Friday, December 24, 2010
Monday, November 1, 2010
Testimonial as shared with the Oakland United Methodist Church on Sunday, October 31, 2010
Good morning. We’ve been talking a lot about Malaria recently, and I wanted to share some of my experiences with malaria and why this issue is so close to my heart. Most of you know that I grew up in Africa. My parents were United Methodist medical missionaries in Liberia, which is on the west coast of Africa, and it was our home from when I was 3 until I was 14.
We don’t hear much about malaria in this country, except in conjunction with helping people in other countries, but when I was a kid it was a part of our everyday lives. It was kind of like the flu is here, pretty common and every now and then someone would get it and be sick for awhile, then get better. At least that was the way it was for the missionary families, because we took anti-malaria medicine every week the whole time we were in the country to protect us from a severe case of malaria. The Liberians didn’t have this protection - there wasn’t enough money or resources to deal with the issue - so malaria was much more likely to be deadly for them.
I probably had malaria a few times, but I only remember one, when I was about 8. I just remember a bad headache, body aches, high fever, and a sick stomach (kind of like the flu). But with medicine and the anti-malaria protection I had in my body I got better pretty fast - I was probably only sick for a few days. My sister Sandra wasn’t so lucky. She got malaria when she was about 4 and she kept getting it over and over again. My parents watched Sandra getting paler and thinner each time she got sick, and they had a hard time getting the medicine into her. It was camaquin, this huge yellow pill that had to be cut into quarters for children, so it was crumbly, and bitter, and hard to swallow. They tried it in Coke and in food but she kept choking it back up. I remember my father getting angry with her for spitting it out, and even at my young age I knew that he was only angry because he was afraid of what would happen if they couldn’t get the medicine into her. My mother remembers the two of them going into Sandra’s room when she was asleep and praying over her because they were so afraid that she would die. Well, the cycle finally ended and she got better and stayed well, but it was a frightening time for us all. Sadly, my main recollection of this time was that she kept getting all the paper dolls and coloring books that my mother set aside for us for when we were sick, and I was jealous. Kids!
As scary and serious as this was for our family it would have been much worse for a Liberian family - in spite of the medicine the child would probably have died. As a matter of fact, when we were there the mortality rate for children under 5 was 50% - in other words half of the children died before the age of 5, for a multitude of reasons. My father was one of 3 doctors at the mission hospital at the time, and with their limited time and resources they were dealing with more critical diseases like tetanus, cholera, leprosy, small pox and various tropical diseases. Dad spent his first few years there working at the hospital and learning the local dialect. After awhile he realized that he was treating the same diseases again and again, and what he really needed to do was prevent these diseases, so he came back to the states and got his degree in public health. Back in Liberia he spent the next few years traveling into the rural areas to vaccinate children, talk to the chiefs about digging wells for clean water (instead of drinking the water they bathed in and washed their clothes in), set up rural clinics, and teach clean childbirth practices and other prevention techniques. The last few years we were there he worked with the Liberian government to oversee health clinics and hospitals all over Liberia so health care could be more accessible to the people.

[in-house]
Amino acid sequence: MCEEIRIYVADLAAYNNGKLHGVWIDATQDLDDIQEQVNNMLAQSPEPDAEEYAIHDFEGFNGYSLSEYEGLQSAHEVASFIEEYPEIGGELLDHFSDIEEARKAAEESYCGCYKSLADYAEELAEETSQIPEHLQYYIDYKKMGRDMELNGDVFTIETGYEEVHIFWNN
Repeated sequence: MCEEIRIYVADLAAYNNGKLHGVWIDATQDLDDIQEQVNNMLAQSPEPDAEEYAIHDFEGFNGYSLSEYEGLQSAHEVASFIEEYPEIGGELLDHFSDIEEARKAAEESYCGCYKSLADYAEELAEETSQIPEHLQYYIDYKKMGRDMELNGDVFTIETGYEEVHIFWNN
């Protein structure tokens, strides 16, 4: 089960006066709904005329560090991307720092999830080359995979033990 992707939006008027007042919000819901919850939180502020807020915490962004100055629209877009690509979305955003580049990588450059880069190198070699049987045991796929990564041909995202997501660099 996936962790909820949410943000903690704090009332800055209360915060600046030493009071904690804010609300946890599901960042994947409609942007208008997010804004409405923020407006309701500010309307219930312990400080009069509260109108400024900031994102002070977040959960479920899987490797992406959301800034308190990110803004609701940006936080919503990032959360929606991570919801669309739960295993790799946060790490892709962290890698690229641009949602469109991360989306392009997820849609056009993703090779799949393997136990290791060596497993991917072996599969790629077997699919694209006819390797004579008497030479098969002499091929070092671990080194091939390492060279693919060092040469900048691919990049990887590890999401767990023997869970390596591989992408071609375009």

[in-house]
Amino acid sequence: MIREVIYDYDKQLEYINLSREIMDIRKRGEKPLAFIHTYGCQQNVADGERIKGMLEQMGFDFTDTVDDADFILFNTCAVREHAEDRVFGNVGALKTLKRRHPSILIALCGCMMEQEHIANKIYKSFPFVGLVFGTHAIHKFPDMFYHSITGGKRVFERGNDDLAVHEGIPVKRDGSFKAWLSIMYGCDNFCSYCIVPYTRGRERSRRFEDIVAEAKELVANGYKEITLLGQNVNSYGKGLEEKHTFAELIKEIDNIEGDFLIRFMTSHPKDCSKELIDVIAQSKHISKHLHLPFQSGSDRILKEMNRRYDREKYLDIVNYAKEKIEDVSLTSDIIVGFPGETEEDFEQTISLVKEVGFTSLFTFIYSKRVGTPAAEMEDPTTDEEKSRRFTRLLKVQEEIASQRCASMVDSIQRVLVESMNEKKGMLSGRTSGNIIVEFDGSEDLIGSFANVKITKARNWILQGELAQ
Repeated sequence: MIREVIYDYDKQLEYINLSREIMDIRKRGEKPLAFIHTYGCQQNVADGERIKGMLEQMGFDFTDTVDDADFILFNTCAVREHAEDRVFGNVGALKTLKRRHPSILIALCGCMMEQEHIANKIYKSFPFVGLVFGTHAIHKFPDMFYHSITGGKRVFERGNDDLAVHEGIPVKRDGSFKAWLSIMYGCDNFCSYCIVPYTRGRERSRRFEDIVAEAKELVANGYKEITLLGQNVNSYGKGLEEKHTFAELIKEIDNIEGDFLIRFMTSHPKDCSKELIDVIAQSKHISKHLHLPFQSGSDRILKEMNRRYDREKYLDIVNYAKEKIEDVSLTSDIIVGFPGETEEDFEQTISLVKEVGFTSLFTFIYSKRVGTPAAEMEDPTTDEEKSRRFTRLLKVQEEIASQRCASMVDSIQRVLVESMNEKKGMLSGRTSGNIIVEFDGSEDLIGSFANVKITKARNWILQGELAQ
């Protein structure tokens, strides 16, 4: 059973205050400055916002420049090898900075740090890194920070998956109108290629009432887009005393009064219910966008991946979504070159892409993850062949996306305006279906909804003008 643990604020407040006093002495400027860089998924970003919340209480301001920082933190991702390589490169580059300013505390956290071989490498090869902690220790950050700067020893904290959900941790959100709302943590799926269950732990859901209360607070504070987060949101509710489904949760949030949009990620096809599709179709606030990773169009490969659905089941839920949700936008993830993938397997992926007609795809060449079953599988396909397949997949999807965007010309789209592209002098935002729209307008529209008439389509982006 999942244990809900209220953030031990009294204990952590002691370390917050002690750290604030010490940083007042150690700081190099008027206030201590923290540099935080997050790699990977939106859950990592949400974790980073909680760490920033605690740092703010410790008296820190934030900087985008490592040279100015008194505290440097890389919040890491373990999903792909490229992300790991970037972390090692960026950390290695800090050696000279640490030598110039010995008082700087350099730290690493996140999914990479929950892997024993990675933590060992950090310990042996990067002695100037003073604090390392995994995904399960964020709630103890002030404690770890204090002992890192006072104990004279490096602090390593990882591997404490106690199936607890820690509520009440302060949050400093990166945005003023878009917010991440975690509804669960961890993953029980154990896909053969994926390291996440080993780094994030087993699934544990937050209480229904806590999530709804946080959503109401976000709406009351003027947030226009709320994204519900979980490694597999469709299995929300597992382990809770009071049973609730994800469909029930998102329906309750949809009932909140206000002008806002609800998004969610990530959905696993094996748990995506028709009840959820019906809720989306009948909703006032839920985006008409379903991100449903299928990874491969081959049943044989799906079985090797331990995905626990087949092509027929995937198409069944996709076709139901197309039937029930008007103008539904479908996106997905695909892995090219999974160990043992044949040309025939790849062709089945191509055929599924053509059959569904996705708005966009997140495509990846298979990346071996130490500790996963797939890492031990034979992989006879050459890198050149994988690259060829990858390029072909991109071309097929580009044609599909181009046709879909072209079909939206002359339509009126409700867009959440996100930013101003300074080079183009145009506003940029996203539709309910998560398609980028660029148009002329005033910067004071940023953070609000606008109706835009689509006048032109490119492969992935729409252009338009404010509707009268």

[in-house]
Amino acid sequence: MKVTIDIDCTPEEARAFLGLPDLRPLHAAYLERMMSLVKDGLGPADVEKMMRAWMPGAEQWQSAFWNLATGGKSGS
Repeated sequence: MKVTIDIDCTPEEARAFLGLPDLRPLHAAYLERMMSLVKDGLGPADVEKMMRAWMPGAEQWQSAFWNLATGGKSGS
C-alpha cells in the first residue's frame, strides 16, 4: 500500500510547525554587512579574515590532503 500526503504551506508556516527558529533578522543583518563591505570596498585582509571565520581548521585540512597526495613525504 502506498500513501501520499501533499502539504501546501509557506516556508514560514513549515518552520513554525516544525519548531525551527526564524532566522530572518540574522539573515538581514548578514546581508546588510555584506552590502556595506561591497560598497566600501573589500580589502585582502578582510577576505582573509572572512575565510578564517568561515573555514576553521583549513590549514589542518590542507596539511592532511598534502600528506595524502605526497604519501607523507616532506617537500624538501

Why is his story important to eradicating malaria now? I was talking with Laura Meengs recently - she is the field coordinator for the Imagine No Malaria effort in our conference. When I asked about Liberia she told me that they were targeting Sierre Leone now, but that Liberia was next on the list. I told her about Dad and the clinics and said I thought they were probably all gone because of the long civil war Liberia has had. She said no, they are still there, and Imagine No Malaria was going to use those clinics to distribute medicine, bed nets, and education in the rural areas. So a project funded by the United Methodist Church over 30 years ago is going to be central in the effort to eradicate malaria now.
We were recently told by Dad’s doctor that he will probably only live a few more months. He has had Parkinson’s disease for over 25 years and is now losing weight quickly. But at the end of his life, the work he was called to do for God, and for the Liberian people that he loved so much, is gaining new life. And the clinics that he set up will be instrumental in saving the lives of countless people. The cycle of life continues. There were many missionaries that came before Dad to lay a foundation for his work, and many missionaries and Liberian Christians came and will keep coming after him to provide health care for this struggling people. We can be a part of the progression of this God ordained ministry by supporting the Imagine No Malaria effort, and help remove this huge health obstacle so that the people of Africa can be more productive, creative, and free to energetically serve God and each other.